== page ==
By Martinne Geller
NEW YORK (Reuters) - The weak U.S. economy continues to shape consumers' supermarket choices, helping the makers of bargain-priced foods like Spam and Hormel chili, and hurting those like Campbell Soup Co <CPB.N>, which has not discounted as deeply as some rivals.
Hormel Foods Corp <HRL.N> reported a higher-than-expected quarterly profit on Tuesday and forecast 2011 earnings above Wall Street estimates, helped by strong sales of its namesake chili, hash and pepperoni, as well as Compleats microwave meals and Spam.
"The weak consumer continues to gravitate toward Hormel's mainstream, value-added portfolio," said Janney Capital Markets analyst Jonathan Feeney. "Hormel was able to realize decent volume concomitant with hefty price increases ... to offset substantial cost inflation."
However, Hormel said it expected to raise prices on some products by 3 percent to 4 percent.
According to government data released on Tuesday, the U.S. economy grew faster than previously estimated in the third quarter, but a slump in sales of previously owned homes in October indicated the recovery remains too anemic to reduce high unemployment.
Meanwhile Campbell, which analysts say should be performing better as the jobless rate remains high and the weather cools, posted a lower-than-expected profit as discounts for rival brands outpaced its deep promotions.
In Tuesday afternoon trading, Campbell shares were down 2.0 percent at $34.14, while Hormel rose 3.2 percent to $49.47.
Sales of Campbell's condensed soups used for cooking rose 7 percent. But sales of other condensed soups and ready-to-serve soups were weak.
The world's biggest soup company, which competes with General Mills Inc's <GIS.N> Progresso brand, had warned earlier this month of weaker-than-expected quarterly results and cut its fiscal-year forecast.
Campbell Chief Executive Officer Douglas Conant said consumers were changing how they shop. The soup category has suffered from too much discounting and too little innovation, with consumers buying a lot of the products on sale and then stockpiling them.
"We've got to get out of the pantry, and we have to increase usage," said Conant, who will be replaced next year. "We're not going to do that through price promotion that puts more in the pantry."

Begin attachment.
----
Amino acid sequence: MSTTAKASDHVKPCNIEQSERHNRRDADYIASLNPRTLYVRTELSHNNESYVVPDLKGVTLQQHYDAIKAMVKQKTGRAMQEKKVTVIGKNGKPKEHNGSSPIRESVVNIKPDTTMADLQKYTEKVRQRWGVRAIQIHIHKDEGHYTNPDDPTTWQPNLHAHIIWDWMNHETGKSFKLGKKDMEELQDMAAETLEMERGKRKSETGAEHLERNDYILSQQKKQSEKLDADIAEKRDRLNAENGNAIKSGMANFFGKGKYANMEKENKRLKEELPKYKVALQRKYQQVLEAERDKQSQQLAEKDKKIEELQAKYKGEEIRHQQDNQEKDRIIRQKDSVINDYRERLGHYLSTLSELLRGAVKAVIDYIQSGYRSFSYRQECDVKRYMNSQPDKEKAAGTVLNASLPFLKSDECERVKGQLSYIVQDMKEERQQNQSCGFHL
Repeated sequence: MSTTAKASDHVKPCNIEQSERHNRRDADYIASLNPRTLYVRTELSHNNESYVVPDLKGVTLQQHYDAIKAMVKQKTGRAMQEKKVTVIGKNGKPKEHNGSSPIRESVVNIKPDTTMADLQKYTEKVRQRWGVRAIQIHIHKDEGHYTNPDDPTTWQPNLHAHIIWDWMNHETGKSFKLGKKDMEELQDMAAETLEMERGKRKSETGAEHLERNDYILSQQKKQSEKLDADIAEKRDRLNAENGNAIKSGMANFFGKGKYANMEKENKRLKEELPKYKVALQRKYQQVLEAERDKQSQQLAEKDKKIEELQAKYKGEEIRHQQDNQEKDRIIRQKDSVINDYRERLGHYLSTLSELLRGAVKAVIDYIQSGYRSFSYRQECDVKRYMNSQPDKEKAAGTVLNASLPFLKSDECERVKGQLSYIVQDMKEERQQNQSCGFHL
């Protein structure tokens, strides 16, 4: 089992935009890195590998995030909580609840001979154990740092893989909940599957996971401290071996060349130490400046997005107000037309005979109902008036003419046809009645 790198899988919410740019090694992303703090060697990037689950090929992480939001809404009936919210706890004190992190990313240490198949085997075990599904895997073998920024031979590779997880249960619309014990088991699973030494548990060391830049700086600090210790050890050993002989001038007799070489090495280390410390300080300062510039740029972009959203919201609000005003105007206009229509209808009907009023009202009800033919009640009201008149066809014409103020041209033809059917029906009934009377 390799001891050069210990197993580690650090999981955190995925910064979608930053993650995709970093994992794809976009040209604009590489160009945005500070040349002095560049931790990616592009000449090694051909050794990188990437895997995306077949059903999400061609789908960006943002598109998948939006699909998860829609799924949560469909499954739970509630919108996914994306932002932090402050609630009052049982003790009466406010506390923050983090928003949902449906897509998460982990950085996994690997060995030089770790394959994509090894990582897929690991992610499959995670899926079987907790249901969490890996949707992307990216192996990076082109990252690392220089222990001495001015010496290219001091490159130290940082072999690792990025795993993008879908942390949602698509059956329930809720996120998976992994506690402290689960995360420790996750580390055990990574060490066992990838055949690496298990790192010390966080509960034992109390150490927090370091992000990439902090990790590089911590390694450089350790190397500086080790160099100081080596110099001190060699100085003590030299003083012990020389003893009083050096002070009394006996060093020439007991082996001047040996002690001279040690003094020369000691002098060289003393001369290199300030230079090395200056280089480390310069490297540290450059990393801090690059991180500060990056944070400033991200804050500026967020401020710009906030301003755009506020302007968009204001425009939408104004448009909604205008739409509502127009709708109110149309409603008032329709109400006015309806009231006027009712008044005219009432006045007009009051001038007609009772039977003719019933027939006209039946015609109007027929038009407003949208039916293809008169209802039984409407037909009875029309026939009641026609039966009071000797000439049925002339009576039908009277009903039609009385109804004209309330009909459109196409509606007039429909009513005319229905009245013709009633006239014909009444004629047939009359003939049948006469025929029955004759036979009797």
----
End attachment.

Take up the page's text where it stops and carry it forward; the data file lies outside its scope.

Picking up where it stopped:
Sales rose 24 percent in Hormel's grocery products business and 26 percent in its refrigerated foods unit, fueled by its namesake party trays and pepperoni and Natural Choice deli meats.
Hormel forecast fiscal-year earnings above Wall Street estimates, despite expected pressure from higher raw material and grain costs.
HORMEL SALES BEAT ESTIMATES
The results from Campbell and Hormel come one day after top meat producer Tyson Foods Inc <TSN.N> forecast fiscal 2011 sales above Wall Street estimates, helped by better export markets and higher prices for its prepared foods.
Hormel reported a profit of 90 cents per share for the fourth quarter ended on October 31, up from 77 cents a year earlier and above the analysts' average estimate of 79 cents, according to Thomson Reuters I/B/E/S.
Sales jumped 23 percent to $2.06 billion, topping analysts' estimates of $1.87 billion.
While Hormel had "a solid quarter," Morningstar analyst Erin Swanson said it faces challenges from higher prices for grain and hogs. She also noted that the latest quarter had one more week than the year-earlier period and a larger-than-usual one-time hedging gain.
Hormel expects fiscal 2011 earnings per share of $3.10 to $3.20. Analysts on average had forecast $3.05.
Campbell's profit fell to 82 cents per share in the first quarter ended on October 31 from 87 cents a year earlier. Analysts were expecting 83 cents.
Sales slipped 1.4 percent to $2.17 billion, missing analysts' expectations of $2.2 billion.
Campbell said margin pressures were likely to persist through the current second quarter and that it planned to focus more on advertising and brand-building, instead of promotions, in the second half of the year.
The company, which has endured several weak soup seasons in a row, has discussed increasing its focus on the units that sell products like its V8 juices and Pepperidge Farm Goldfish crackers.
Campbell is likely to be invited to bid on Britain's biggest snack food company, United Biscuits, now that its private equity owners are opening up talks to new suitors, according to people familiar with the matter.
For fiscal 2011, Campbell forecast growth of 2 percent to 4 percent in earnings per share and 1 percent to 3 percent for sales, including an estimated 1 percentage point benefit from currency exchange rates.
(Additional reporting by Jon Lentz, editing by Dave Zimmerman and Lisa Von Ahn)